"It's night time. Bad things prowl in the nighttime." She flung one paw towards the door set into the outside wall. "See for yourself."
I pulled open the small metal door. From my cage next to the window, outside had always looked stark, mysterious and lovely. But from down here, next to the ground, the grass was a forest full of dark shadows. Dangerous beast-like plants loomed overhead. Something growled and the grass rustled.
"I think I'll wait until morning," I said as I closed the door.
"Smart, smart. Why do you want to go outside anyway?"
"I'm going on an adventure. I want to find true love."
"True love." Mouse smiled. "I had that once. With Mortimer." She put her paw on a drawing on the wall. It was a male mouse, dapper in round golden glasses and a tie.
"What happened to him?"
"He went foraging outside late one afternoon. He never came back. I think Cat got him." She sighed, and was quiet for a while. She yawned, stretched, and nestled into a mound of paper and leaves. "So I stay inside now and dream of him. Grab a bed, if you want. Good night." Mouse closed her eyes, and soon there was only the soft sound of her rapid breathing.
I tried to sit down, but I couldn't sleep. I kept listening for Mistress to wake up, or jumping when I heard scratches and noises from beyond the door. At times Mouse squeaked and jerked, saying snatches of conversation that sounded like "no, no, let me go, let me go." It was a long night, made longer by the fact that my adventure waited for me beyond the solid wooden door and beyond the shadows of the night.
The next morning, the sky was clear blue with clouds like dollops of frosting. It was the perfect day for an adventure. I accepted a goodbye kiss of thanks from Mouse and her scratchy whiskers and strode out the door into the grass. Mouse had suggested I head for the east and a forest the bees told her was beyond the fence and the fields.
I walked all day, passing the fence early and then making my way through waist-high grass. Soon I'd left the house and fence far behind and was in a land of green rolling hills. It was beautiful out here, far away from cages and captivity. Birds sang overhead, flying insects passed by and said hello, and bugs crawled past my feet. I ate my dinner on top of a hill with a view of an entire valley and the forest far in the distance. So far, the adventure was going well.
I spent my first night outside restlessly tucked into a small bush for cover. The noises of the night kept me on edge and more than once I jerked awake with my needle sword at the ready, but saw nothing. The stars above were amazing dots of light in the sky from end to end and they were my companions as I waited for dawn to come.
In the morning, I realized I had misjudged how much food I would need for my journey. I'd have to start rationing my supplies and see if there was anything in the wild that I could eat. By midday, I'd reached the shore of a large pond. This was good, because I was thirsty, but bad because I had no way to get across it. The yellow and white fish in the water watched me benignly as I filled up my dropper bottle and washed my face. Their little mouths moved as they waited for me to drop food.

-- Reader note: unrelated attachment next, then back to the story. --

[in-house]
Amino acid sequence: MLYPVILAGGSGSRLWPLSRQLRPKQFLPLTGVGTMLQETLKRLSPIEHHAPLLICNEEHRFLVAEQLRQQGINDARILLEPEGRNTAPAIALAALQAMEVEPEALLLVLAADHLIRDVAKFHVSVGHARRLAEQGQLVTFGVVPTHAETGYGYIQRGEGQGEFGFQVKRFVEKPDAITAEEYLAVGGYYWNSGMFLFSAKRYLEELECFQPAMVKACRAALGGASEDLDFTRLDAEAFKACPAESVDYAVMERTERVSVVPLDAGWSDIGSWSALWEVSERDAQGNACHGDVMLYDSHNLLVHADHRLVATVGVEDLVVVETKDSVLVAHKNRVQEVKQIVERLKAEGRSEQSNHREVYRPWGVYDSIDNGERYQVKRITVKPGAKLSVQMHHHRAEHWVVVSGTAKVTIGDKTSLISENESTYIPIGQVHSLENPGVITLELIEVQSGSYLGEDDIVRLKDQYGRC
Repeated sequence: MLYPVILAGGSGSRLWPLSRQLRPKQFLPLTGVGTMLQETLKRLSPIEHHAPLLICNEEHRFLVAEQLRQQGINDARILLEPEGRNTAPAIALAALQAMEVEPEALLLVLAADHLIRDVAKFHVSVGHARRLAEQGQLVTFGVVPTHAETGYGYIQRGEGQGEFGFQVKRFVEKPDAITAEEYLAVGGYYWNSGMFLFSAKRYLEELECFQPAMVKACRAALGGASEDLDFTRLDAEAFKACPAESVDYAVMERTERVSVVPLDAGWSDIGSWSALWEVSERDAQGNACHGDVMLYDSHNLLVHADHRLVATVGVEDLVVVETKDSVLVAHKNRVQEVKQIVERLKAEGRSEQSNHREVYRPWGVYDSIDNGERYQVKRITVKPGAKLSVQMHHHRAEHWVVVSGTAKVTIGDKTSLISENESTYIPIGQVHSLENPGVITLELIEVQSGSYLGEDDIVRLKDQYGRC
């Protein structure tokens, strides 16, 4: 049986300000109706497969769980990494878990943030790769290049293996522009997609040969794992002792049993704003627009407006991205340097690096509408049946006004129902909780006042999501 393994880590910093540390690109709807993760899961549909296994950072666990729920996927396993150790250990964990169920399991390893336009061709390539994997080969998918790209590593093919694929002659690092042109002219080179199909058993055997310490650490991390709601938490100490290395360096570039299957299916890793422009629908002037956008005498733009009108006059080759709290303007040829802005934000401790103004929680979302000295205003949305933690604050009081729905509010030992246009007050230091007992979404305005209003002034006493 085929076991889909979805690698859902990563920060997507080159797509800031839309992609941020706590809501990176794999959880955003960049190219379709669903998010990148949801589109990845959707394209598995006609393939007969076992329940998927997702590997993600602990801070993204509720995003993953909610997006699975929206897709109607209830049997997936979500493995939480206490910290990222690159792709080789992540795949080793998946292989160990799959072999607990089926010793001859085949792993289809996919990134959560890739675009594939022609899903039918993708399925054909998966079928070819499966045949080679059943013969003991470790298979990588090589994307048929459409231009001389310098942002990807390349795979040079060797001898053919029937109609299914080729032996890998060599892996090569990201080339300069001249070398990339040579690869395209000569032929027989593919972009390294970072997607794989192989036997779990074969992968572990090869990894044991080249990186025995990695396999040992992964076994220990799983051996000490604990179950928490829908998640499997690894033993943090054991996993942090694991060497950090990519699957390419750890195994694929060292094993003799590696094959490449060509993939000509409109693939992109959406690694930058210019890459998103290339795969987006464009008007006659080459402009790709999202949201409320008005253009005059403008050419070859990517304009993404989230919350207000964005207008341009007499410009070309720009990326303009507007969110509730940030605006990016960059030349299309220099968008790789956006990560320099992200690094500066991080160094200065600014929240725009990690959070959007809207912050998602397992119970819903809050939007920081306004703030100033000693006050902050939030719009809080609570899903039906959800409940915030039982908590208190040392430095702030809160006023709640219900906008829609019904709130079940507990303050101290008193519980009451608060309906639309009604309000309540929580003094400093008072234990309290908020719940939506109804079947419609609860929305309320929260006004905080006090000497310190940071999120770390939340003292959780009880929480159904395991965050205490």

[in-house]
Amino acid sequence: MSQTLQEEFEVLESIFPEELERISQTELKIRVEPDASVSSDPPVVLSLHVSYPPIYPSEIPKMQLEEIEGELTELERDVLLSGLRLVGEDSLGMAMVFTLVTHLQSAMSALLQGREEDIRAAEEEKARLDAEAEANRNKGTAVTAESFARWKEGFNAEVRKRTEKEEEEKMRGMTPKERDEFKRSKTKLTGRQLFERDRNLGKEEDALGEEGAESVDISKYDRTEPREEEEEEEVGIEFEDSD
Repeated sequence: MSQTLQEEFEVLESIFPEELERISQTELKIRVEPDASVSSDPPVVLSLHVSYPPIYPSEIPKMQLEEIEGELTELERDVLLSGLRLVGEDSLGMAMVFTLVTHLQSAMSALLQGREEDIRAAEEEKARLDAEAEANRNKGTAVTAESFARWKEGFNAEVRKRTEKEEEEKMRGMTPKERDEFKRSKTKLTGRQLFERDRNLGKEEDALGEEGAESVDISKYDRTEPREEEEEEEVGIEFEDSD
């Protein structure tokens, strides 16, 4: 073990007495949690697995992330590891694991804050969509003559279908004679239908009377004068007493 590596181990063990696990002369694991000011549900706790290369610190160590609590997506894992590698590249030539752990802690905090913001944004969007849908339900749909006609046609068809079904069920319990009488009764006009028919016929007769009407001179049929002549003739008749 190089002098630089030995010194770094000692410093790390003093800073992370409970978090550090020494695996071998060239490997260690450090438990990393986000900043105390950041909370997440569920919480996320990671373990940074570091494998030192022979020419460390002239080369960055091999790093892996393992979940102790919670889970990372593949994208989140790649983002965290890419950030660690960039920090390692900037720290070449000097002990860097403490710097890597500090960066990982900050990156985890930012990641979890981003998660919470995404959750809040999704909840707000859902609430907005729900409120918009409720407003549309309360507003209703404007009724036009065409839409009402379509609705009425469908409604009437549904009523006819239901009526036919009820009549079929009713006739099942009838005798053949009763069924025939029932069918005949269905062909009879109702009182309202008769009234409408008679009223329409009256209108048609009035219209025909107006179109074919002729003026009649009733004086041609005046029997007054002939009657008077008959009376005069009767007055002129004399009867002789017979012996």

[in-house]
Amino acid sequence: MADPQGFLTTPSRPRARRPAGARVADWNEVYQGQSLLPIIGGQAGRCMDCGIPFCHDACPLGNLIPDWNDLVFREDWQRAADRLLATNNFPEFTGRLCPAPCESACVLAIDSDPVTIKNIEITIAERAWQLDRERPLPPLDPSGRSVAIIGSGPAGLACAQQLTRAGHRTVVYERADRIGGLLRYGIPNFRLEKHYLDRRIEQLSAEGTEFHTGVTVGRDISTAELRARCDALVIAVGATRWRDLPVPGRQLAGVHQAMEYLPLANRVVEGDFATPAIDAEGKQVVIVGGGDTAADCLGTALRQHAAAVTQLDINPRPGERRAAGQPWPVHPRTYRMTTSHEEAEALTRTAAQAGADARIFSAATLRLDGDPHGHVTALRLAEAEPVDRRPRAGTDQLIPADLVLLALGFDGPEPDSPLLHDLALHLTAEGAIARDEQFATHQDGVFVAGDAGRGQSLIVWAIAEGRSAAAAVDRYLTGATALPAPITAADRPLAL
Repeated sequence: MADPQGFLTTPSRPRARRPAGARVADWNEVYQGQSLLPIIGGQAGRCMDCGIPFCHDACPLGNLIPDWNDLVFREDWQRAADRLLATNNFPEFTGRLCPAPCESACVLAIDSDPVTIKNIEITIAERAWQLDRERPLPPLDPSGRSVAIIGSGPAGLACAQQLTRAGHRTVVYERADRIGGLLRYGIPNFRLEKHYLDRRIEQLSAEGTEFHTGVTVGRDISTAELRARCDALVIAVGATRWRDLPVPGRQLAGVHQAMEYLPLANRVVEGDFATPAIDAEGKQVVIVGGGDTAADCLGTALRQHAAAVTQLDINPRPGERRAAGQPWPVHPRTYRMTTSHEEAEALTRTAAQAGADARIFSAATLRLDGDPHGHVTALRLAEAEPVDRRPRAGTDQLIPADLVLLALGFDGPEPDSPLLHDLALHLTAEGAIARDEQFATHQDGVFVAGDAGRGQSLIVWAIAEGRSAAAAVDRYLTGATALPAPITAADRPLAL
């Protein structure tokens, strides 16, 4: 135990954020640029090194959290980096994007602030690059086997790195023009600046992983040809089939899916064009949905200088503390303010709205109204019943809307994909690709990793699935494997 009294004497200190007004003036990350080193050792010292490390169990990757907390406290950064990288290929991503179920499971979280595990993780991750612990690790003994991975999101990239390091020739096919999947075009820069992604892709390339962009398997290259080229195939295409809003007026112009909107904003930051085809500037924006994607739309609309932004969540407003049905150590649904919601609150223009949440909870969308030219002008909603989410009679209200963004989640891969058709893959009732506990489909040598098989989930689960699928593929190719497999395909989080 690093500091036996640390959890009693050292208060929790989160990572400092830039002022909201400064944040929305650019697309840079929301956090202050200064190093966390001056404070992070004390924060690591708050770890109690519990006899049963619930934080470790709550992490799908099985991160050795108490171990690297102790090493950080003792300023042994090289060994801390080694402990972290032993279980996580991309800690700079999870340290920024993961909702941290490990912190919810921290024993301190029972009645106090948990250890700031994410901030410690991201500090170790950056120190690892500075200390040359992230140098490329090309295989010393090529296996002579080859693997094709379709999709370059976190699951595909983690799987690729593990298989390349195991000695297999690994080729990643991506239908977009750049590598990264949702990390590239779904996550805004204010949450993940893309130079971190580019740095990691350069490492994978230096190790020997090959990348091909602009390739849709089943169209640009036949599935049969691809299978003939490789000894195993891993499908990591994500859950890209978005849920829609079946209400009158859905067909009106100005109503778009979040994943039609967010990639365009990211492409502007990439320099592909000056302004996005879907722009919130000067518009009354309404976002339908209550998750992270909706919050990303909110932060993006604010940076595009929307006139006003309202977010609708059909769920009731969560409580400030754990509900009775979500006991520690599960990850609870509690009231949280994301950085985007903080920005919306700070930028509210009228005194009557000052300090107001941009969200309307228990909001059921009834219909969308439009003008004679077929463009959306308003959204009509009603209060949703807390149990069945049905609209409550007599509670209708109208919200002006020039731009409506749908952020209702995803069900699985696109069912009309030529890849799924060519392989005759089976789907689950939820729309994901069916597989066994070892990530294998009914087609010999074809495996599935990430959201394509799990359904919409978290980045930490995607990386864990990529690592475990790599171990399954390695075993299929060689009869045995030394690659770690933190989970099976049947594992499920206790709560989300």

The rays of the sun were suddenly blocked and a deep voice interrupted my rinsing.
A boat made of lily-pads arrived at the shore, driven by a toad. He wore rubber pants held up by suspenders and a large contraption of metal and tubes on his back.
"You sure are a pretty little human. What's your name?"
"Lina. What's yours?"
"Thaddeus Jeremiah Toad." He took off his hat and bowed. "At your service."
I gave a small bow. "It's nice to meet you, Thaddeus. Do you think you can get me across this lake?"
"Surely I can Ð" His eyes widened and he froze. "Uh oh."
"What?" I turned around and found myself nearly face to face with Sebastian, Mistress's Cat. The large orange tom was a constant irritation in the house, I never had liked him one bit and took every opportunity I could to tell him about it. He had always eyed me with an expression that I found to be a mix of disdain and hunger. Now, he was a smile full of shining teeth.
"Sebastian Aloysius Cat. You're a long way from home.".
"Well, well, well, look what I finally found." Cat said. "Mother was very upset that you'd disappeared."
"She's not my mother, so I don't care. I'm on an adventure."
"Well, once Mother couldn't find you she blamed me! Assumed I'd eaten you." A low hiss escaped the sharp teeth. "Picked me up by the scruff this morning, and tossed me out the door. The ground was still wet. I hate wet ground."
"You probably needed the bath."
"You might have been a smart mouth in the house, Thumbelina, but we're not there any more. It's a good thing you didn't take a bath before you left. It made it easy for me to track your scent. You're on the lam, and I'm taking you back in. Mother will be very pleased with me."
I brandished my needle. "Try it and I'll give you an eye full of needle."
Sebastian held up his paw and flexed. Alabaster claws emerged from the orange fur. "It's five on one, Thumbelina. You can't win."
"I can sure try." I pulled back the needle, ready to swipe it at Sebastian's paw when it came forward. But before I could swing, Thaddeus's wet, rubbery flipper grabbed my arm and pulled me aside.
Thaddeus had a small tube in his hand, and he was pumping his thin leg up and down furiously. He drew his hand back and forward and a thick stream of green, smelly water flew out of the tube straight into Sebastian's face.
Sebastian spluttered, shook his head, and glowered at us. "You dirty little Toad, I oughta -- Ow!" Sebastian screeched and pawed at his eyes and nose. "Holy mother's milk, what did you do?"
Thaddeus hit him with another stream of water right in the eye and Sebastian yowled in a high, pained voice.
"Lina, get in the boat," Thaddeus yelled. "Start rowing."
I jumped in, grabbed the oars, and pulled us away from the shore as fast as I could. Thaddeus kept the water going with deadly accuracy right into Sebastian's face. Sebastian twisted on the shore then finally turned and ran away into the grass.